This is a well-known fact for database experts, but I’ve noticed people are using the word Repeatable Read for describing exactly what it supposed to mean: Allow reading the same data multiple times. For example, if you are using snapshots for updating databases, write operations never modify the previous snapshots, so you can safely read the snapshots multiple times to obtain the same data set.
Unfortunately, the definition of Repeatable Read in ANSI SQL-92 standard doesn’t mean that repeatability. ANSI SQL-92 defines four transaction isolation levels: Read Uncommitted, Read Committed, Repeatable Read, and Serializable, and each of them is defined by using three types of possible anomaly states, called phenomena in the specification: P1 (Dirty Read), P2 (Non-repeatable or Fuzzy Read), and P3 (Phantom). The following table shows the correspondence between ANSI Isolation Levels and these anomaly states:
According to this definition, Repeatable Read might have P3 (Phantom) problem. OK. Let’s look at the definition of P3:
3) P3 ("Phantom"): SQL-transaction T1 reads the set of rows that satisfy some <search condition>. SQL-transaction T2 then executes SQL-statements that generate one or more rows that satisfy the <search condition> used by SQL-transaction T1. If SQL-transaction T1 then repeats the initial read with the same <search condition>, it obtains a different collection of rows.
What? Repeatable Read will see a different collection of rows? ANSI Repeatable Read allows P3 (Phantom), but the definition of P3 explicitly states transaction T1 might not read the same data set in the second search. It’s clearly not repeatable!
This is actually an unfortunate choice of the word in SQL-92. I guess the initial assumption at that time (1990s) was that DBMSs keep holding read locks during a transaction so reading the same data should be possible for almost all cases, unless the other transaction inserts or deletes the records that match the condition used in the search. To protect the search result, the DBMS must take a predicate lock for the search condition and prohibit any insertions and deletions of records that will match the predicate. In general, managing predicate locks is expensive because we need to check the conflicts of all existing predicates. If we define this as repeatable read, the transaction protocol becomes completely serializable, so there is no practical reason to have Repeatable Read as a separate isolation level.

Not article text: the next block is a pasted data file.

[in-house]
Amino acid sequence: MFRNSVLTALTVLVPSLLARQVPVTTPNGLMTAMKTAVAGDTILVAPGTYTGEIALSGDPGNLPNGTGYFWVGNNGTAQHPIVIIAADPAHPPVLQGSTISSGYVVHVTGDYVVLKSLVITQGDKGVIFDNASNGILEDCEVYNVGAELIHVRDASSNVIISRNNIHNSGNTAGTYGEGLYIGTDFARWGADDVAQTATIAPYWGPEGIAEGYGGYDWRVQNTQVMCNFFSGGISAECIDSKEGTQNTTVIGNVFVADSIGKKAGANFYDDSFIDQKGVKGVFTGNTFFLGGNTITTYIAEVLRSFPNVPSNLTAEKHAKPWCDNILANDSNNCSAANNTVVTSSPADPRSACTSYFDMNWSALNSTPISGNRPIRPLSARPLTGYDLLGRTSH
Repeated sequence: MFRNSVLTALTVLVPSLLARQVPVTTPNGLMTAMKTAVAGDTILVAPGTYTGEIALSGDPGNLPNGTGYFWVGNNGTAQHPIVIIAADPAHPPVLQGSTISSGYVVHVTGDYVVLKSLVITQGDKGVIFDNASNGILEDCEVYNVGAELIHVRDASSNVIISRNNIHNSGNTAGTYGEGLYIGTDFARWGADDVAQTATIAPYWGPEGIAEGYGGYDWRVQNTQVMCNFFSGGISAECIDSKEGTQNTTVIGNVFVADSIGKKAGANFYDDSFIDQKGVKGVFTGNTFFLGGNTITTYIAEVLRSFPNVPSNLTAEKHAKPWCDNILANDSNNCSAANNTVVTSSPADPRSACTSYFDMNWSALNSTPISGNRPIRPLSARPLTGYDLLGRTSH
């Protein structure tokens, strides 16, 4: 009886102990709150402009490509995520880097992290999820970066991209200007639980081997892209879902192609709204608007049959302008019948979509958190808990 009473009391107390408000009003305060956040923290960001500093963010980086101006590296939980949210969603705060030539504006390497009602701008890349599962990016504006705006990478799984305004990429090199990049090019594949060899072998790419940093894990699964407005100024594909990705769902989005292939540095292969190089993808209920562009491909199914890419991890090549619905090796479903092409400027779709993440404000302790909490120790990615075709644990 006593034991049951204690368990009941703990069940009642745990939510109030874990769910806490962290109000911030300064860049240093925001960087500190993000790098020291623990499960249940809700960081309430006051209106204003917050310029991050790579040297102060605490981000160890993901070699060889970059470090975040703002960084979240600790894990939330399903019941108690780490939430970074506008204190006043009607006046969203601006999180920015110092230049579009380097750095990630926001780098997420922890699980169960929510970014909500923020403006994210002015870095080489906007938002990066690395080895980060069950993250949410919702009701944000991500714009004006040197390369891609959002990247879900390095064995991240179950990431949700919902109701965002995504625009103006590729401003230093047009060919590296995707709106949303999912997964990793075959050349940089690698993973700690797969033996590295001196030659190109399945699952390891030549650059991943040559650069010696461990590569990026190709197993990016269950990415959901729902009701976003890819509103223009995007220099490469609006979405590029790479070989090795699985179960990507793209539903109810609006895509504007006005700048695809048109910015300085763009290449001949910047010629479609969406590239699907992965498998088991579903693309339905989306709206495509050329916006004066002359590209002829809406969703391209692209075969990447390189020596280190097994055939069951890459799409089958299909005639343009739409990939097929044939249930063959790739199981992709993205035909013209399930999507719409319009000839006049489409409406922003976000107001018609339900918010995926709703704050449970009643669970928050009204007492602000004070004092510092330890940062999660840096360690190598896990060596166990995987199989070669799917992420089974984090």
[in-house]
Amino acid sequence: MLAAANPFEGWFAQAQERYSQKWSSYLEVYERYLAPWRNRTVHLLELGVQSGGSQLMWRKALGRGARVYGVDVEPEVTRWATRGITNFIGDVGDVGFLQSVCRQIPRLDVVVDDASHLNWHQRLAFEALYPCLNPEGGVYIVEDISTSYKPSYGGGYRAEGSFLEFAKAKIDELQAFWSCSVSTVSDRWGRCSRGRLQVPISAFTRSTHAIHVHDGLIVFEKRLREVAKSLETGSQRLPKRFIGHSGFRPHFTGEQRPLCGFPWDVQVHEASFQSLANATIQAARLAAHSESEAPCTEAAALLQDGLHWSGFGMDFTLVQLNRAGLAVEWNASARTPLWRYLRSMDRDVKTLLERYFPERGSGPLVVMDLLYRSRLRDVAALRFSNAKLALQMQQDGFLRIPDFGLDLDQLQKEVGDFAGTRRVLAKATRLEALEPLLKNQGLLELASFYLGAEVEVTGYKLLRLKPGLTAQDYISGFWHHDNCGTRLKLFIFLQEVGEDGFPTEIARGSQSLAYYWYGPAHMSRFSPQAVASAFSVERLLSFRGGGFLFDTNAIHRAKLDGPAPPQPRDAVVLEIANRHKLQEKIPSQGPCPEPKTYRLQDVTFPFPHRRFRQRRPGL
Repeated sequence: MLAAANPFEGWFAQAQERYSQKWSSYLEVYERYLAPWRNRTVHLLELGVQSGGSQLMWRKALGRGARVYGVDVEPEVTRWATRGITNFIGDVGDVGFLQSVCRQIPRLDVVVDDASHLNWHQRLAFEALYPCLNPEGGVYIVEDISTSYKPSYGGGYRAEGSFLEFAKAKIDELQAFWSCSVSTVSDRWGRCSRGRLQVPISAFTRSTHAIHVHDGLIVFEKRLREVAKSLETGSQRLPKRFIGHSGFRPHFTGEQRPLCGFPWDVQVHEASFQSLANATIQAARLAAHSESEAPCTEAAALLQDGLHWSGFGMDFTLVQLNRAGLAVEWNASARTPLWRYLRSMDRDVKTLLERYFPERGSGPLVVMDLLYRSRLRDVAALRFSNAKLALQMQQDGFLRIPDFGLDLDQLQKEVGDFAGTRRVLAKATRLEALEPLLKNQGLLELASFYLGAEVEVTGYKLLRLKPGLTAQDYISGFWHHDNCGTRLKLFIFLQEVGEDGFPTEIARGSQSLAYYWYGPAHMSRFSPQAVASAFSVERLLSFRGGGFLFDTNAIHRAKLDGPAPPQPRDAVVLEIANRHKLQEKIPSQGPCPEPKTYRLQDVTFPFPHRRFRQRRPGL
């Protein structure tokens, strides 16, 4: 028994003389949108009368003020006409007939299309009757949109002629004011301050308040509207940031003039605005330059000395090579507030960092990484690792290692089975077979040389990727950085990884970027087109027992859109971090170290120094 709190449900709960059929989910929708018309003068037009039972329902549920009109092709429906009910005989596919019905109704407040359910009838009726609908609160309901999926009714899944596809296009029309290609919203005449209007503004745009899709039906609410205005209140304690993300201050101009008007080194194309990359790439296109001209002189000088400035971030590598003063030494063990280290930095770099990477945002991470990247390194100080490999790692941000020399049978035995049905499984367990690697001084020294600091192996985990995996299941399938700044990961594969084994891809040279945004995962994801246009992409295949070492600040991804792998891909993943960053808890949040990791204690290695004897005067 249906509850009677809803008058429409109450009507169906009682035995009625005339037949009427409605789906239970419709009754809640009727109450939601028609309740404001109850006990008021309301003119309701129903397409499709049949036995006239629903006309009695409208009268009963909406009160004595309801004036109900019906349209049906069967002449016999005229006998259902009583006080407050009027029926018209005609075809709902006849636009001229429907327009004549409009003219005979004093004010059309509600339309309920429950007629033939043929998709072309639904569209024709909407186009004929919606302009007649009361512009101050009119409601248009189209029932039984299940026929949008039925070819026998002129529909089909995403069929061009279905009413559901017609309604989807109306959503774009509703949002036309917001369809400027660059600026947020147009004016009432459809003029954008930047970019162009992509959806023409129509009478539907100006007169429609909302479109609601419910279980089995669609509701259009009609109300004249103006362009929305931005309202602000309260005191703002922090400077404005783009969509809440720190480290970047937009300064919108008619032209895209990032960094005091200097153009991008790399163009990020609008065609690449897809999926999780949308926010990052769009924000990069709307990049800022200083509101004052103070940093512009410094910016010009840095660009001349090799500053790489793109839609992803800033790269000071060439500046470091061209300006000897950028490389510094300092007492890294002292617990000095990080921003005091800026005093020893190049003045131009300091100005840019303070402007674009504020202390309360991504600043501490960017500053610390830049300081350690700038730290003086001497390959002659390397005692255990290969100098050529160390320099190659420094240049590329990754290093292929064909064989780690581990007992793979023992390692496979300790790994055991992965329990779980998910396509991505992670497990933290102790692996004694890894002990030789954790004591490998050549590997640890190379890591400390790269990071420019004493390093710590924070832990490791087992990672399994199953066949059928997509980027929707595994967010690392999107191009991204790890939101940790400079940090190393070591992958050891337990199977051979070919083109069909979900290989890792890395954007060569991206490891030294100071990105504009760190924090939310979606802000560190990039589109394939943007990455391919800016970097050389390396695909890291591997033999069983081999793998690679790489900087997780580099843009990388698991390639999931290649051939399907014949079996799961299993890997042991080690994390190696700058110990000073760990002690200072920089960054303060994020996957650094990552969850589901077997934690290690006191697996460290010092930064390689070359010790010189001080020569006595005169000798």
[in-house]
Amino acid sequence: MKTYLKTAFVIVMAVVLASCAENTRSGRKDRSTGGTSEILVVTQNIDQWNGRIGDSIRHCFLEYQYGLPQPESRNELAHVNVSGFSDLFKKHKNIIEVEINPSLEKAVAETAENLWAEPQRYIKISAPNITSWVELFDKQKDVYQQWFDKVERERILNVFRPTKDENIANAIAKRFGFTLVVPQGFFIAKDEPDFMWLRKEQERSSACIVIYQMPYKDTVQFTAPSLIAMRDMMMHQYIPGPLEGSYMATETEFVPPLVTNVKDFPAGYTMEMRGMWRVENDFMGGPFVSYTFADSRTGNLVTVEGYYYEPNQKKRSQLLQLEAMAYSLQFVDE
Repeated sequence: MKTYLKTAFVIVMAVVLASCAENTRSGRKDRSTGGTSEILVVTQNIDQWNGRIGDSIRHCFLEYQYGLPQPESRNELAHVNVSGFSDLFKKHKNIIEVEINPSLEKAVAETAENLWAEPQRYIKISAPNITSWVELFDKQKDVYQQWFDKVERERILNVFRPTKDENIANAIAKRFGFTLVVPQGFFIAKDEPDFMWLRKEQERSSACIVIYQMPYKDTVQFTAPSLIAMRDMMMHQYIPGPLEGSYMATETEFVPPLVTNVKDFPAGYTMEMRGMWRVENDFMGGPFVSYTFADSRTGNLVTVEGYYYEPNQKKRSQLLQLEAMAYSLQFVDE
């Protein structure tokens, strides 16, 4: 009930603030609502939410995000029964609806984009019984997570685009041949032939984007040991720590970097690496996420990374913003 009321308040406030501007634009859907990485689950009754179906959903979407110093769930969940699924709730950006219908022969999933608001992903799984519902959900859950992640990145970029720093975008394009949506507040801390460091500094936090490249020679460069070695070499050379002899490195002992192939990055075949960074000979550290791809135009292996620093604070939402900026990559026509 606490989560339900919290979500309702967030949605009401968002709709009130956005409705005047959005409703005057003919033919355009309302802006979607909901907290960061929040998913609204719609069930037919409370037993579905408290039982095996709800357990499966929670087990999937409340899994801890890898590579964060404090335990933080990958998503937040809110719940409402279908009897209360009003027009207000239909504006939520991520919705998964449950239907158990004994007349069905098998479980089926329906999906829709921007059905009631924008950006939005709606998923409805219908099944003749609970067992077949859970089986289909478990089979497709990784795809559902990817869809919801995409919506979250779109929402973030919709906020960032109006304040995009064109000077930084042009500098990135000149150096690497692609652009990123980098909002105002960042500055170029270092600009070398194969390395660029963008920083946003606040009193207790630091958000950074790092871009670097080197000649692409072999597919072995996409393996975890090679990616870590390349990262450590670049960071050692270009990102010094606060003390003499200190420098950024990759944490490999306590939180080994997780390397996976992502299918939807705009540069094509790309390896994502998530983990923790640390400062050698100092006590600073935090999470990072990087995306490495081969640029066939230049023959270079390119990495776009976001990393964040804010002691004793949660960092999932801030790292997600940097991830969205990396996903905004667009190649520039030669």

The ANSI SQL-92 specification written in plain English has its own problems. A paper, A Critique of ANSI SQL Isolation Levels (SIGMOD 1995), redefined these anomalies in SQL-92 more precisely, and added missing anomaly states in SQL-92, such as Dirty Write, Read Skew, Write Skew, etc. The following table shows the redefined isolation levels:
A Critique of ANSI SQL Isolation Levels
A Critique of ANSI SQL Isolation Levels - Berenson et al. 1995 udpate: 2 minor corrections in the section on A5A per…
A confusing part is Repeatable Read and Snapshot Isolation are incomparable because each of them has its own anomaly; Repeatable Read cannot protect Phantom, but Snapshot Isolation cannot protect Write Skew and Phantom in some cases.
Write Skew can happen if two transactions T1 and T2 read different data, say X, Y, and write to Y, X respectively. If T1 and T2 read X and Y at the same time (by using snapshots) and write Y and X, we cannot define any serial order between T1 and T2. It also can be written like this:
- A5B (Write Skew): r1[X]…r2[Y]…w1[Y]…w2[X]…(c1 and c2 occur)
In this case, T1 writes Y (creates Y1), but to have a serialization order T1 -> T2, r2[Y] should have read Y1. So write skew causes non-serializable transactions.
A good news is Snapshot Isolation can be implemented in a serializable manner (TODS 2005), and its follow-up work, Serializable Snapshot Isolation (SSI) protocol took the best paper award in SIGMOD 2008. One of its implementations is already available in PostgreSQL (VLDB2012). So even if people say snapshot isolation, sometimes it means non-serializable one with phantom and write skew problems, but sometimes it’s truly serializable.
- Never use the word “repeatable read” because ANSI SQL-92’s definition contains self-contradiction. If you are using snapshot isolation, it’s better to say that you can read previous snapshots, instead of saying that the read is repeatable.